Lay Off Those Expensive Beauty Treatments And Turn To All-Natural Olive Oil

From the days of Cleopatra, olive oil has been a sacred element of a woman’s beauty regimen.

The last active pharaoh of Egypt used it on her skin, her hair and her nails. Centuries later, another legendary beauty, Italy’s Sophia Loren, raved about her olive oil baths. Truth be told, women all over the Mediterranean have passed down olive oil beauty secrets for centuries.

Olive oil is redolent in vitamins, minerals and natural fatty acids, and is perfect for sensitive skin. Olive oil has long been a powerful anti-aging ingredient in skin care products. Rich in antioxidants, it staves off skin aging, the appearance of wrinkles and fine lines, while it also nourishes, rejuvenates and protects the skin.

Olive oil hydrates the skin, helps it maintain elasticity and softness, and actually aids in skin-cell regeneration.

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Following are some easy suggestions to use olive oil in your daily beauty treatments:

  • Get scrubbing: In her book “The Passionate Olive,” Carol Firenze recommends using extra virgin olive oil as an exfoliator for dry, flaky skin. She suggests mixing olive oil and sea salt so as to make a scrub and massaging it into the skin with the fingertips.
  • For nail care: To ensure that your cuticles stay moist, rub some extra virgin olive oil on and around the dry nails to help give them a healthy sheen.
  • Pre-shampoo hair treatment: Thank Cleopatra for this tip, because olive oil has been used as a hair treatment since ancient Egyptian times. First, warm the olive oil in the microwave or in hot water. Then apply it generously to the ends of hair and scalp. Leave it in for up to 10 to 20 minutes, before shampooing it out.
  • Lip balm: Combine coarse sugar with a teaspoon of olive oil for a chapped-lip fix. You can also add a splash of lemon juice for added flavor and acidic exfoliating properties.
  • Eye-makeup remover: It’s counter-intuitive, but slathering olive oil all over your face will not clog pores. In actuality, the oil grabs onto other oil-based products, making it a great pre-cleansing step to remove stubborn eye makeup. It is also said to smoothen out lines and wrinkles.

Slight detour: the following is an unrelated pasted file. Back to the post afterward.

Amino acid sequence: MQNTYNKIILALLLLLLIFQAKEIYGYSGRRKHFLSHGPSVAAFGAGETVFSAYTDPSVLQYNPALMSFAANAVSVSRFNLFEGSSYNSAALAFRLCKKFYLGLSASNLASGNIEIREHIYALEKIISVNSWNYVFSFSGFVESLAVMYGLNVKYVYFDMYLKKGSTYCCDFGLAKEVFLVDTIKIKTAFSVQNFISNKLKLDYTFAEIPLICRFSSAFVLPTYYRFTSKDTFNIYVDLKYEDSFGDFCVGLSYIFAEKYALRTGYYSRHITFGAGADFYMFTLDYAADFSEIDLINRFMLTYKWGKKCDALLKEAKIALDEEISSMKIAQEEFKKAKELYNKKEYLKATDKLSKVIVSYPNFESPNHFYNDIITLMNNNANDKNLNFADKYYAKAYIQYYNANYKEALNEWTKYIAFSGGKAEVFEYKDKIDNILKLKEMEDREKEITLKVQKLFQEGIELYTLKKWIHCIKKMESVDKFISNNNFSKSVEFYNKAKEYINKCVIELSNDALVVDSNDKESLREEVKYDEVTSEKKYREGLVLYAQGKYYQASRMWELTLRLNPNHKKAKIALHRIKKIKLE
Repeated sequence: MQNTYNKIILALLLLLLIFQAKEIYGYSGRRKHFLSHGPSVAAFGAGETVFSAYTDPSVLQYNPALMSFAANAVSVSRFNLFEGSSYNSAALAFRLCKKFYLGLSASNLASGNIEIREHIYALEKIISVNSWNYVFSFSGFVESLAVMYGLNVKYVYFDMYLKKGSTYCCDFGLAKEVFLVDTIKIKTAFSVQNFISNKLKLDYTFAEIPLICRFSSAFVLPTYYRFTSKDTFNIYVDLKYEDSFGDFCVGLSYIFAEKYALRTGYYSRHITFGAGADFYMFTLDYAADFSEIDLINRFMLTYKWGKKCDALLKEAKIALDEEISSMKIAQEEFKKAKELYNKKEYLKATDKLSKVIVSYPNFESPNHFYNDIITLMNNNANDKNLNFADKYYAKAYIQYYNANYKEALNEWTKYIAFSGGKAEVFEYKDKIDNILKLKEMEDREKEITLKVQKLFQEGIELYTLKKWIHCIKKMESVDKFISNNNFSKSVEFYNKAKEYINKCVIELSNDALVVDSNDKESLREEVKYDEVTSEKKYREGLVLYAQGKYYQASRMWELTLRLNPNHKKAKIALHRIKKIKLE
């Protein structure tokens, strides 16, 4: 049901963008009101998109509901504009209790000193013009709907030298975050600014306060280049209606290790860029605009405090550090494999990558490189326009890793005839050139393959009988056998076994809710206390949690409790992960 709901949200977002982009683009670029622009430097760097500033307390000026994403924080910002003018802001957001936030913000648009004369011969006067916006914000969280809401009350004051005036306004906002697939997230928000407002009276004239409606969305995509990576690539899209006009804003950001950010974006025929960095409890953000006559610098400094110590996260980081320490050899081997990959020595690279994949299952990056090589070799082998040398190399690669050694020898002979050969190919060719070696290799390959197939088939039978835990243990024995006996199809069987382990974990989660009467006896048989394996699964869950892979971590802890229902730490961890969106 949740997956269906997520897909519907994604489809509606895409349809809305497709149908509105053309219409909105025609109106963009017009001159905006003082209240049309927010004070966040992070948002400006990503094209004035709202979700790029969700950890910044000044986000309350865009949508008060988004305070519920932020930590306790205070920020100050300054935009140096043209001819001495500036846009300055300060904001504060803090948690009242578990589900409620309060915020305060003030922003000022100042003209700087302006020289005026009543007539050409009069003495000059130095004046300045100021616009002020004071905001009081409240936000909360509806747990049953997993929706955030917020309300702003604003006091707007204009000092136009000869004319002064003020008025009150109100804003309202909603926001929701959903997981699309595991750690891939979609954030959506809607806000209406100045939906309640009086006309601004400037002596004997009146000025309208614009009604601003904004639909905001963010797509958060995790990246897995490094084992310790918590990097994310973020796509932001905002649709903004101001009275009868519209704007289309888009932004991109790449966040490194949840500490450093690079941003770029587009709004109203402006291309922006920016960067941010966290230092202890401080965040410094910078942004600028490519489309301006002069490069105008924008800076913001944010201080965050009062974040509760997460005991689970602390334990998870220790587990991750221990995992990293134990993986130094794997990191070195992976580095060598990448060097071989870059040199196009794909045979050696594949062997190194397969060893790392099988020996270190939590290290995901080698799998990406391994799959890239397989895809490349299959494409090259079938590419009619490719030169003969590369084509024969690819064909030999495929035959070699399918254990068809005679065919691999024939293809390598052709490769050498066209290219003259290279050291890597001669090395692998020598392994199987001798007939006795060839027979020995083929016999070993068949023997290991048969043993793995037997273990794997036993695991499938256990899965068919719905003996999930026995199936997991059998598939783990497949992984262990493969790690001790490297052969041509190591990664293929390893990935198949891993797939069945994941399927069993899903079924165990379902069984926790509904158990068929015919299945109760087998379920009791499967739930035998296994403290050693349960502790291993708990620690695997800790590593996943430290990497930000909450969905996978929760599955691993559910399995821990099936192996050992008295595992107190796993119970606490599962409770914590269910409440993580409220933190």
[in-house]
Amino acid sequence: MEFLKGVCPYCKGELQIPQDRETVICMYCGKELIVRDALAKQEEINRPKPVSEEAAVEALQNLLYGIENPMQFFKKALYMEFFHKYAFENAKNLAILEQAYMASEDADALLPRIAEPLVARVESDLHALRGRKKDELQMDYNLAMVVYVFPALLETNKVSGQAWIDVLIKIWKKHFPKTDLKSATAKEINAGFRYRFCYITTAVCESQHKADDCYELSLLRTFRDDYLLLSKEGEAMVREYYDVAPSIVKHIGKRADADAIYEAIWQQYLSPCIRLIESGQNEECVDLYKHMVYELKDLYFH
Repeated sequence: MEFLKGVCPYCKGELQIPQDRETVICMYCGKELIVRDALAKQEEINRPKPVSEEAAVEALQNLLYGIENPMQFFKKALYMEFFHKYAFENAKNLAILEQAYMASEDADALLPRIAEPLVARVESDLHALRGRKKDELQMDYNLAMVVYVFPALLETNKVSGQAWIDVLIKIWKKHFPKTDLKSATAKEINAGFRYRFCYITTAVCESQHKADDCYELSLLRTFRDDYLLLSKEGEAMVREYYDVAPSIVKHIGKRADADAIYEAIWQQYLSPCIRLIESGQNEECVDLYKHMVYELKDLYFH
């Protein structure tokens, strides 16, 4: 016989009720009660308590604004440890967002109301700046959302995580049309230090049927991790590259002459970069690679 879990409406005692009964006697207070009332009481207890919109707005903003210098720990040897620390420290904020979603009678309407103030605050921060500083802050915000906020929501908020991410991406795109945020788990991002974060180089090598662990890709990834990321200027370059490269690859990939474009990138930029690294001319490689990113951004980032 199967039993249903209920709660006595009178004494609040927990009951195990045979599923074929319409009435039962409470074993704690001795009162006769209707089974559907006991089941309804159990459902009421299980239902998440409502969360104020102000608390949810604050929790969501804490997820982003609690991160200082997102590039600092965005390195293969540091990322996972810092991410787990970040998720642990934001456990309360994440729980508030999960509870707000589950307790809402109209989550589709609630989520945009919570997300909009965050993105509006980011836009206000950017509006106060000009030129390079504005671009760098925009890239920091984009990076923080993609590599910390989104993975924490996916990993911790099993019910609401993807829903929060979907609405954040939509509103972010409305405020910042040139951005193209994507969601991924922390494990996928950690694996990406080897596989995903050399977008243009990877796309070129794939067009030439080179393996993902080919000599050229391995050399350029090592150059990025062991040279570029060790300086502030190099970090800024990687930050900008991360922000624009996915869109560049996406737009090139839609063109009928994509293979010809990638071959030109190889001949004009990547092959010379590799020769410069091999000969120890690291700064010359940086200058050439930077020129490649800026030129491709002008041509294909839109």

• For shaving legs: Run out of expensive shaving cream? Head to the kitchen and slather legs with olive oil before applying the blade. You’ll ward off razor burn and bumps with the help of a natural lubricant.
  • Earwax remedy: If you suffer from earwax buildup, use olive oil to flush out the excess. For 3-4 nights, put a few drops in your ears before bed and it will do wonders.

So forget those expensive treatments, fancy moisturisers and other beauty aids. If you want that glow on your skin, look no further than your kitchen. Grab a bottle of olive oil and go natural.


California Produces 99 Percent Of The Nation’s Olive Oil — Thanks To 18th-Century Franciscan Missionaries

Olive culture has ancient roots, as fossilized remains of the olive tree’s ancestor were found near Livorno, in Italy, dating from 20 million years ago.

Beginning in 5000 B.C. and until 1400 B.C., olive cultivation spread from Crete to Syria, Palestine, and Israel; commercial networking and application of new knowledge then brought it to Southern Turkey, Cyprus and Egypt. Until 1500 B.C., Greece — particularly Mycenae — was the area most heavily cultivated. Olive trees were planted in the entire Mediterranean basin under Roman rule.

Spanish and Portuguese explorers introduced olives to the Western Hemisphere during the 15th and 16th centuries. And by the late 18th century, the Franciscan missionaries were establishing groves throughout California.

 

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California’s climate is perfectly suited for growing olives. The state’s generally hot and dry summers are ideal for growing olives with optimal oil and antioxidants. California is home to a wide range of olive varieties. For example, Holman Ranch in Carmel Valley creates a delicate balance of flavor from its six olive varietals grown on property to create its Tuscan-style Holman Ranch Olive Oil. They include: Frantoio (a fruity olive oil with an even balance of pepper and bitterness); Leccino (delicate oil with a mild, fruity flavor); Mission (flavor varies depending on the time of year it is harvested); Coratina (a strong, peppery flavor with a hint of sweetness); Pendolino (a mild, delicately flavored oil that is pleasing to the palate); and Picholine (a delicate, subtle flavor with a touch of saltiness).